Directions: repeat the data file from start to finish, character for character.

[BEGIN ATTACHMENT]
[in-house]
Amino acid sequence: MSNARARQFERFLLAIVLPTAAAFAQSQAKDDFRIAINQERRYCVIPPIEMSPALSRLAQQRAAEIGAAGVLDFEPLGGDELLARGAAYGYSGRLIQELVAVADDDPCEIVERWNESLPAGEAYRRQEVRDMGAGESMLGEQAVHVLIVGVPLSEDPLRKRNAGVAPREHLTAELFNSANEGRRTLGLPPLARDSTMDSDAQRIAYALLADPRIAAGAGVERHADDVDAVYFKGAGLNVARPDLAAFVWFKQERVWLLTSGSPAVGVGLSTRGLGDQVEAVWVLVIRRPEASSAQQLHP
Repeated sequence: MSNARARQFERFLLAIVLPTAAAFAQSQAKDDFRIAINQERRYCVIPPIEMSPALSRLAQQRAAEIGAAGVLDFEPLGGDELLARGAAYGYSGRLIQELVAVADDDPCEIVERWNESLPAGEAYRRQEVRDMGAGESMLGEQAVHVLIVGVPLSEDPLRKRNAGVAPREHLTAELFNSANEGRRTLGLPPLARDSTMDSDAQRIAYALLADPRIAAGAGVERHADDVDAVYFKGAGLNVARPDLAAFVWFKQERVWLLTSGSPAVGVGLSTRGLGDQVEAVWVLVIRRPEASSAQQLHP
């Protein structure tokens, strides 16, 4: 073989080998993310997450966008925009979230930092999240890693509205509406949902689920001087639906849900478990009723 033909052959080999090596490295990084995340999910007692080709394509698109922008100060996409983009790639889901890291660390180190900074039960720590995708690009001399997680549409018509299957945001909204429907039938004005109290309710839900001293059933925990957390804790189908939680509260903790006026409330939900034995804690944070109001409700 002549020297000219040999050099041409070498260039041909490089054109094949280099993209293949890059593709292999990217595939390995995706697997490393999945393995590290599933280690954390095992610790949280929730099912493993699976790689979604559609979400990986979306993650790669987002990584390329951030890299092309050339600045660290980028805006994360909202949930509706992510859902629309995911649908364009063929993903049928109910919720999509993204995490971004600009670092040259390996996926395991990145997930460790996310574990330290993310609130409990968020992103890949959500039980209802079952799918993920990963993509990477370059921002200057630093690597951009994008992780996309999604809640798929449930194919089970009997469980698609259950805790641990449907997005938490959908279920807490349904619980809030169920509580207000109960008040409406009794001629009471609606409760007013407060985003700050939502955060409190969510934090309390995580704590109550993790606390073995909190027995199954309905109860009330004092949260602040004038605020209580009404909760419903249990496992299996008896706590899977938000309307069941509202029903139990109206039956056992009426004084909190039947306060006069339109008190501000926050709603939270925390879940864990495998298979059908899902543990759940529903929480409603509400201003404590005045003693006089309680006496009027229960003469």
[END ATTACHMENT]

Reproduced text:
[in-house]
Amino acid sequence: MSNARARQFERFLLAIVLPTAAAFAQSQAKDDFRIAINQERRYCVIPPIEMSPALSRLAQQRAAEIGAAGVLDFEPLGGDELLARGAAYGYSGRLIQELVAVADDDPCEIVERWNESLPAGEAYRRQEVRDMGAGESMLGEQAVHVLIVGVPLSEDPLRKRNAGVAPREHLTAELFNSANEGRRTLGLPPLARDSTMDSDAQRIAYALLADPRIAAGAGVERHADDVDAVYFKGAGLNVARPDLAAFVWFKQERVWLLTSGSPAVGVGLSTRGLGDQVEAVWVLVIRRPEASSAQQLHP
Repeated sequence: MSNARARQFERFLLAIVLPTAAAFAQSQAKDDFRIAINQERRYCVIPPIEMSPALSRLAQQRAAEIGAAGVLDFEPLGGDELLARGAAYGYSGRLIQELVAVADDDPCEIVERWNESLPAGEAYRRQEVRDMGAGESMLGEQAVHVLIVGVPLSEDPLRKRNAGVAPREHLTAELFNSANEGRRTLGLPPLARDSTMDSDAQRIAYALLADPRIAAGAGVERHADDVDAVYFKGAGLNVARPDLAAFVWFKQERVWLLTSGSPAVGVGLSTRGLGDQVEAVWVLVIRRPEASSAQQLHP
């Protein structure tokens, strides 16, 4: 073989080998993310997450966008925009979230930092999240890693509205509406949902689920001087639906849900478990009723 033909052959080999090596490295990084995340999910007692080709394509698109922008100060996409983009790639889901890291660390180190900074039960720590995708690009001399997680549409018509299957945001909204429907039938004005109290309710839900001293059933925990957390804790189908939680509260903790006026409330939900034995804690944070109001409700 002549020297000219040999050099041409070498260039041909490089054109094949280099993209293949890059593709292999990217595939390995995706697997490393999945393995590290599933280690954390095992610790949280929730099912493993699976790689979604559609979400990986979306993650790669987002990584390329951030890299092309050339600045660290980028805006994360909202949930509706992510859902629309995911649908364009063929993903049928109910919720999509993204995490971004600009670092040259390996996926395991990145997930460790996310574990330290993310609130409990968020992103890949959500039980209802079952799918993920990963993509990477370059921002200057630093690597951009994008992780996309999604809640798929449930194919089970009997469980698609259950805790641990449907997005938490959908279920807490349904619980809030169920509580207000109960008040409406009794001629009471609606409760007013407060985003700050939502955060409190969510934090309390995580704590109550993790606390073995909190027995199954309905109860009330004092949260602040004038605020209580009404909760419903249990496992299996008896706590899977938000309307069941509202029903139990109206039956056992009426004084909190039947306060006069339109008190501000926050709603939270925390879940864990495998298979059908899902543990759940529903929480409603509400201003404590005045003693006089309680006496009027229960003469």